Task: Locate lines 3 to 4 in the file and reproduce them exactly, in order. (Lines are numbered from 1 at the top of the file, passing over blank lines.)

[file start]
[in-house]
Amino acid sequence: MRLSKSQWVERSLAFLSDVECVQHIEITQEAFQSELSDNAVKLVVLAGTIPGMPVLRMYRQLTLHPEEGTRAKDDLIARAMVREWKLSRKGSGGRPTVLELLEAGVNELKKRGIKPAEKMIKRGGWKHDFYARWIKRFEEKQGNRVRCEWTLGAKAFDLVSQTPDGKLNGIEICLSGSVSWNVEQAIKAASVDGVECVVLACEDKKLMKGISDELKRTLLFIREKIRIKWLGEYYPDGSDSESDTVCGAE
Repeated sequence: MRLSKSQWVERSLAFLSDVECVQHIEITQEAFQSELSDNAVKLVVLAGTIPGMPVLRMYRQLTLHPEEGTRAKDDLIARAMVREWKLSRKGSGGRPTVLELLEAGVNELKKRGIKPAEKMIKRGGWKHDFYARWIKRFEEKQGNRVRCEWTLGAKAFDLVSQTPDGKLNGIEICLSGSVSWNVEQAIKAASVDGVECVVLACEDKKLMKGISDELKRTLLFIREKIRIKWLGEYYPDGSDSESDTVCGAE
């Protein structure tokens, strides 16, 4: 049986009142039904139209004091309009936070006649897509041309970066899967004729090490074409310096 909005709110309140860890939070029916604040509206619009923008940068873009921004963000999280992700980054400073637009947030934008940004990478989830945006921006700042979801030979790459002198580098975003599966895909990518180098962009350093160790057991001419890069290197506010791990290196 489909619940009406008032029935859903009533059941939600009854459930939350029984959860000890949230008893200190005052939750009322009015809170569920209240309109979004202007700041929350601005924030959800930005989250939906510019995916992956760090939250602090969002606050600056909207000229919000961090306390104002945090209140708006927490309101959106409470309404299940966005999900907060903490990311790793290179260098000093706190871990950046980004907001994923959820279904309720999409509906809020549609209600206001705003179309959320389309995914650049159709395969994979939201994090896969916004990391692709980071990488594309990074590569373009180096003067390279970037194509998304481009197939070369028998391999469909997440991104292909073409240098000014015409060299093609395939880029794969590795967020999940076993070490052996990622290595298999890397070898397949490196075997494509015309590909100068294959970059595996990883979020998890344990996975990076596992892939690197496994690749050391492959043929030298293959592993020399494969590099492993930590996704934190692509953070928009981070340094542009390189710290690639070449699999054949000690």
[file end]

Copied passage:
Repeated sequence: MRLSKSQWVERSLAFLSDVECVQHIEITQEAFQSELSDNAVKLVVLAGTIPGMPVLRMYRQLTLHPEEGTRAKDDLIARAMVREWKLSRKGSGGRPTVLELLEAGVNELKKRGIKPAEKMIKRGGWKHDFYARWIKRFEEKQGNRVRCEWTLGAKAFDLVSQTPDGKLNGIEICLSGSVSWNVEQAIKAASVDGVECVVLACEDKKLMKGISDELKRTLLFIREKIRIKWLGEYYPDGSDSESDTVCGAE
């Protein structure tokens, strides 16, 4: 049986009142039904139209004091309009936070006649897509041309970066899967004729090490074409310096 909005709110309140860890939070029916604040509206619009923008940068873009921004963000999280992700980054400073637009947030934008940004990478989830945006921006700042979801030979790459002198580098975003599966895909990518180098962009350093160790057991001419890069290197506010791990290196 489909619940009406008032029935859903009533059941939600009854459930939350029984959860000890949230008893200190005052939750009322009015809170569920209240309109979004202007700041929350601005924030959800930005989250939906510019995916992956760090939250602090969002606050600056909207000229919000961090306390104002945090209140708006927490309101959106409470309404299940966005999900907060903490990311790793290179260098000093706190871990950046980004907001994923959820279904309720999409509906809020549609209600206001705003179309959320389309995914650049159709395969994979939201994090896969916004990391692709980071990488594309990074590569373009180096003067390279970037194509998304481009197939070369028998391999469909997440991104292909073409240098000014015409060299093609395939880029794969590795967020999940076993070490052996990622290595298999890397070898397949490196075997494509015309590909100068294959970059595996990883979020998890344990996975990076596992892939690197496994690749050391492959043929030298293959592993020399494969590099492993930590996704934190692509953070928009981070340094542009390189710290690639070449699999054949000690």